TIIE PtRINTER AND PUBLISIHER
led to the very considerable extension of the factories already
existing and to the construction of new works in Norway and
Sweden. The home consumption has remained almost statiotl-
ary; in England the consumption has increased, and also in
France. As regards Germany, this country imported in 1893
ro,ooo tons of Norwegian wood pulp more than in 1892, but
this increase was in great measure due to the dryness of the
season last year. At the present time therreare 59 wood pulp
factories in Norway; of this number, onte is engaged ill the
manufacture of casks, three manufacture cardboard, antd ten
paper. l'he quantity of wood pulp exported from Norwegian
ports, that is to say, tlie Norwegian product, and a certainl pro-
portion of Swedish Itulp, amounted iln 1893 to 230,000 tons, as
compared with 215,ooo tolns in 1892 aald 207,000 tonls in 189.
The above observations atnd figures all relate to mechanical
SOME GOOD YARNS.
OME good yarns are going the rounds of the city newspaper
fraternity, and are worthy of being read.
The first one is told of (leo. Warwick, of Warwick Bros. &
Rutter. When Mr. Warwick was doing the World's Fair he
lad a party of frienlds to dinner one evening at a down-townt
restaurant. He was anxious to have them treated well, and was
afraid to trust the waiter. His fertile brain suddenly gave him
an idea. Drawing from his pocket a two-dollar bill, he tore it
in two, and giving one half to thl man, said to him: " Now,
you wait on us properly, and you will get the other half when
we are through." The schemne worked like a charm, and, it is
said, has since been copyrighted by W. R. Calloway, he of the
C.P.R., who has been known to do the same trick.
'rhe second one is told of that bright youth who manages
the Toronto Evenling News---Mr. ouglas. Mr. Iouglas has
a friend-his name is legion--who works off a joke on him
occasionally. It is a way friends have. During the recent
Provincial election somebody told Mr. Douglas that he was to
be offered the nomination for South loronto. He promptly
telegraphed to Mr. Riordan, at Merritton, asking permission to
accept the nomination, saying it would be a good thing for the
paper. The consent was refused, and, it is said, that to make
up for the loss of prestige to the paper, he organnized a news-
boys' picnic to the Island.
The next one has been in print before, untder the heading,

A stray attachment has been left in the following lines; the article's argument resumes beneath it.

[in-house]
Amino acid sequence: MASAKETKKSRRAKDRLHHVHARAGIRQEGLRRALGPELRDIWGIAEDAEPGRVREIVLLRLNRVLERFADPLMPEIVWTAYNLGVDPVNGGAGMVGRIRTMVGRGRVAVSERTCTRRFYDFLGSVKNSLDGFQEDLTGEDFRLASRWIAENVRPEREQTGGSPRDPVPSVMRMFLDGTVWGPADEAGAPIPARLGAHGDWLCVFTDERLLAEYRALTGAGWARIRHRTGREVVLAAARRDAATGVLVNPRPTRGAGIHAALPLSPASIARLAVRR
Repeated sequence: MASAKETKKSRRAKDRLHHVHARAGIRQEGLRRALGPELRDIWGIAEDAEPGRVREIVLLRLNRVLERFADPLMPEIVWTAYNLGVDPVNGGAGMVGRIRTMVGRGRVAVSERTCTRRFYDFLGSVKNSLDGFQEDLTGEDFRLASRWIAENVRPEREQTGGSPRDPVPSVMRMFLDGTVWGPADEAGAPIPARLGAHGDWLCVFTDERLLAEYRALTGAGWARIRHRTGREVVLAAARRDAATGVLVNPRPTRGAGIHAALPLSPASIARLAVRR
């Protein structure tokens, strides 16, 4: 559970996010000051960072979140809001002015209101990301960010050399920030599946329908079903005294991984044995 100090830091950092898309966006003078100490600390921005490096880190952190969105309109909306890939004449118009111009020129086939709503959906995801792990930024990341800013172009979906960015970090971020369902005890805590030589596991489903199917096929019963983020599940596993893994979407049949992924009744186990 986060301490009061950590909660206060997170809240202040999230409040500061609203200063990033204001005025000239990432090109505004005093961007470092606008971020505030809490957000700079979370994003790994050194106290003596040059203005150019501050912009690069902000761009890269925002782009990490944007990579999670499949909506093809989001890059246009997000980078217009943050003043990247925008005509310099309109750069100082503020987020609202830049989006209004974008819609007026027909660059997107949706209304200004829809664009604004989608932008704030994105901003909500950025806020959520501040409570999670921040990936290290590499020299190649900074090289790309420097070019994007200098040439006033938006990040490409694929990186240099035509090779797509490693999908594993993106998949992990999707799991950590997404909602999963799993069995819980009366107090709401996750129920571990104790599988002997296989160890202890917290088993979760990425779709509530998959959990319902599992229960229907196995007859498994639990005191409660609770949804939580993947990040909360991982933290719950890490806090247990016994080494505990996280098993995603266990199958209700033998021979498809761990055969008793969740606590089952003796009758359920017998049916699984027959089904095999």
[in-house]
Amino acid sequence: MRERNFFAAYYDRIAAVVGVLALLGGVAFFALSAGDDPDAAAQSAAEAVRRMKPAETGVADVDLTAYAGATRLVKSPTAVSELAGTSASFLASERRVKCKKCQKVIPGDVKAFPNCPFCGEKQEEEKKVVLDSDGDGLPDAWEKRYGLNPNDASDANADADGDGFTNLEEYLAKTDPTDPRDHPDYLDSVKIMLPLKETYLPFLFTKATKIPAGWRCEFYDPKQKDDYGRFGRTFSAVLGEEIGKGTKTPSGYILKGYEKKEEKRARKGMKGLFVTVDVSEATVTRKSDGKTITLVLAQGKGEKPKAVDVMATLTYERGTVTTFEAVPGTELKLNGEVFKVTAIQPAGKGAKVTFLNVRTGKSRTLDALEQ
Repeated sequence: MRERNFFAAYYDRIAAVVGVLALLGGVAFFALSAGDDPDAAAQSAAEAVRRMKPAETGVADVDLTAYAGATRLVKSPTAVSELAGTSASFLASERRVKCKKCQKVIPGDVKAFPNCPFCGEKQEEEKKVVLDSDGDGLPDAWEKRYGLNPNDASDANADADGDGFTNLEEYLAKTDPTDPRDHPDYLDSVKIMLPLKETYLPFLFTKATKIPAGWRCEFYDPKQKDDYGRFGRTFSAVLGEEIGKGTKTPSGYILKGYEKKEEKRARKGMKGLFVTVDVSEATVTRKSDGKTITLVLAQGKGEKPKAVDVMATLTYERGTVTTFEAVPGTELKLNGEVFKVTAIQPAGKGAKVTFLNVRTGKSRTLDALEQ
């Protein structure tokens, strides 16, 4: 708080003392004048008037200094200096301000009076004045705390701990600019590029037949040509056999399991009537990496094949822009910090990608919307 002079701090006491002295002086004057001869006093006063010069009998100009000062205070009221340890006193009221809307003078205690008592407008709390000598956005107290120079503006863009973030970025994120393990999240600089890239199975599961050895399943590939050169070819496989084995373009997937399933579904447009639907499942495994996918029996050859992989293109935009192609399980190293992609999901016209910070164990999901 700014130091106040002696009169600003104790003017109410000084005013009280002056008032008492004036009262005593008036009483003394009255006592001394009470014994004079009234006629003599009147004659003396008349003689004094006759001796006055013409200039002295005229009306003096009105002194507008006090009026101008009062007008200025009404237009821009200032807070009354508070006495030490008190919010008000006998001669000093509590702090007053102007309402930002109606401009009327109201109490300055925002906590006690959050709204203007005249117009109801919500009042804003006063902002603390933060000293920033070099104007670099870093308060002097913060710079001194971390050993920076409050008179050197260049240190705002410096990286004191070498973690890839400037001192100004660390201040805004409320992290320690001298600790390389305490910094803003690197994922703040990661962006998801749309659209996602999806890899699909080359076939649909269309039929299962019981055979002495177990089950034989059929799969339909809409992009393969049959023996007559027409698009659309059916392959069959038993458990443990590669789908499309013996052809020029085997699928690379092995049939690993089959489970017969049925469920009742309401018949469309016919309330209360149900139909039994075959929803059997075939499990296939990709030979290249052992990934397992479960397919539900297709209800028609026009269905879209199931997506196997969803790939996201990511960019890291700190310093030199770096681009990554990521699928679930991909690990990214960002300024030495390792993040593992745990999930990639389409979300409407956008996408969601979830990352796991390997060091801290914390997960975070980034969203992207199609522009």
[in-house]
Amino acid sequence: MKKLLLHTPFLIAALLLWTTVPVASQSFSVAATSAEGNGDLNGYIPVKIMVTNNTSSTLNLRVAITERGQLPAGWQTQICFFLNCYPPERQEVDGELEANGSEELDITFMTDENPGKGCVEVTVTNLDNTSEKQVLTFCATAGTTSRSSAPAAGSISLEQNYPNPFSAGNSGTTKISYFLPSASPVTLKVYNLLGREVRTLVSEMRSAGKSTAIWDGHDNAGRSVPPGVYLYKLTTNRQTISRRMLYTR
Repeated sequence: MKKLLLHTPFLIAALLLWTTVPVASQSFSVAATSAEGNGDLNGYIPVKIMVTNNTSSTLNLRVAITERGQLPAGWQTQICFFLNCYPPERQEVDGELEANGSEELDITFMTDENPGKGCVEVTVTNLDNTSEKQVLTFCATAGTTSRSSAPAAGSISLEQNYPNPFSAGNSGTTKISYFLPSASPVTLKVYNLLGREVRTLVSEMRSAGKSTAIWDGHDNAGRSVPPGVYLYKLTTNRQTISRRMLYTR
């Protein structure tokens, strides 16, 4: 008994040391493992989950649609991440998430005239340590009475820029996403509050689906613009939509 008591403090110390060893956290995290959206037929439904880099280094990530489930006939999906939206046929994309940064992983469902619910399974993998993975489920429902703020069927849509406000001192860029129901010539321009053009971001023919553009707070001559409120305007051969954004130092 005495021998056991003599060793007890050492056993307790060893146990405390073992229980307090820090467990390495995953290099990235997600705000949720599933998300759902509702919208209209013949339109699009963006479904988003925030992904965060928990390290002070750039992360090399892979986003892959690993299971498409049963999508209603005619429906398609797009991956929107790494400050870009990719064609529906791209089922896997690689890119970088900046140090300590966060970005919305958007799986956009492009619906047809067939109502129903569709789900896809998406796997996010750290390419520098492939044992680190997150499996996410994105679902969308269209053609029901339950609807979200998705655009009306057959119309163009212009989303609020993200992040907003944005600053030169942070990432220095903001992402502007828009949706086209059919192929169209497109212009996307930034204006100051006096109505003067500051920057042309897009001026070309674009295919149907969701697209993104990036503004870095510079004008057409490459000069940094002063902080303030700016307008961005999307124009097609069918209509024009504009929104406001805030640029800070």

" How Aleck Got Square." Here it is:
Aleck Pirie, of the Iundas Banner, sauntered into Harril-
ton the other day and attended a concert by the i3th baiid, in
company with John Robson Cameront, of tlie Spectator.
Alexacnder can talk tlie ear off John Robson on politics, but
John Robson is away ahead of Alexander ont music, and car
hum arn occasional verse from "'Johli Browli's Body," 'l My
Angel Mother's Grave," 'l Hotme Sweet Hlome," and other mod-
ert high-class songs.
Consequently when Aleck tried to trade off stale news about
Ira Flatt's protest in North Wenttworth for Johnr Robson's spot
information on the tunes the band was trying to play, Mr. Cam-
eron insinuated that Mr. Pirie was getting the best of the deal.
At this Alexander looked hurt, but nobody noticed his
pained expression, as looks of that kind are commonr at Hamil-
ton band concerts.
"What do you call that ?" (lueried Aleck, as the 3th
struck up a fresh air.
" 'hat," replied John Robson, " is ' The Death of Nelson.' "
" Ugh ! " siged Aleck, as lie prepared to wend his way back
to Dundas again, " hat an awful death the poor man must have
A FEW THOUGHTS ON ADVERTISING.
BV TIIE EDI)TOR.
th?se-N~. a . I-~ ~ c' N the August Trade Press appears a
letter from the Northwestern Miller,
el- 4. ~ ?onue of the best of American trade
journals, scoring Geo. P. Rowell &
Co. for their Rowell-Directory-
Printers' Ink-Ripans Tabule combi.i-
ation. They score Rowell because
when a paper refuses to give a circul-
ation he threatens to "accord" it
a small circulationt, and thus belittle it. It also deprecates
Rowell's plan of published circulations in Printers' Ink, when
these are not reliable. In a recent issue a list of milling jour-
nals is givenr. This list contains the names of two papers
whicli were out of existence, and apparently the circulations
were very inaccurate. The letter ends with an offer of $250 to
help defray the expenses of a test case as to whether (. P.
Rowell has a "right to state circulation figures as facts, when
they are merely his prejudiced fancies."
This Rowell directory business has been a serious trouble
for a long time. As a compendium of the namnes of the news-
papers it is very useful to patent medicin m en--the m en who
pay about one-fifth regular rates. The local or provincial ad-
vertiser rarely uses it (in Canada), and the foreign advertiser is
the only man who does. For this reason Canadian journals
would do just as well to keep out of it altogether. The gain by
going in is mighty small. If, however, Rowell would consent
to put in the names of ail the papers without circulation, there
would be something in it. Those who used it would gain only
information that was accurate, and its misleading features would
be eliminated. Btt so long as it continues to give whatever
puffed circulations publishers like to put on their papers, so long
will it be merely an advertising scheme and not a directory.
It iss this way. In a tow there is a dishonest publisher and
an honest one. Theonenest man has 3,000 of a circulation and
so has the dishonest one. Both are asked for their circulation
figures, and the dishonest one replies by next mail and sets the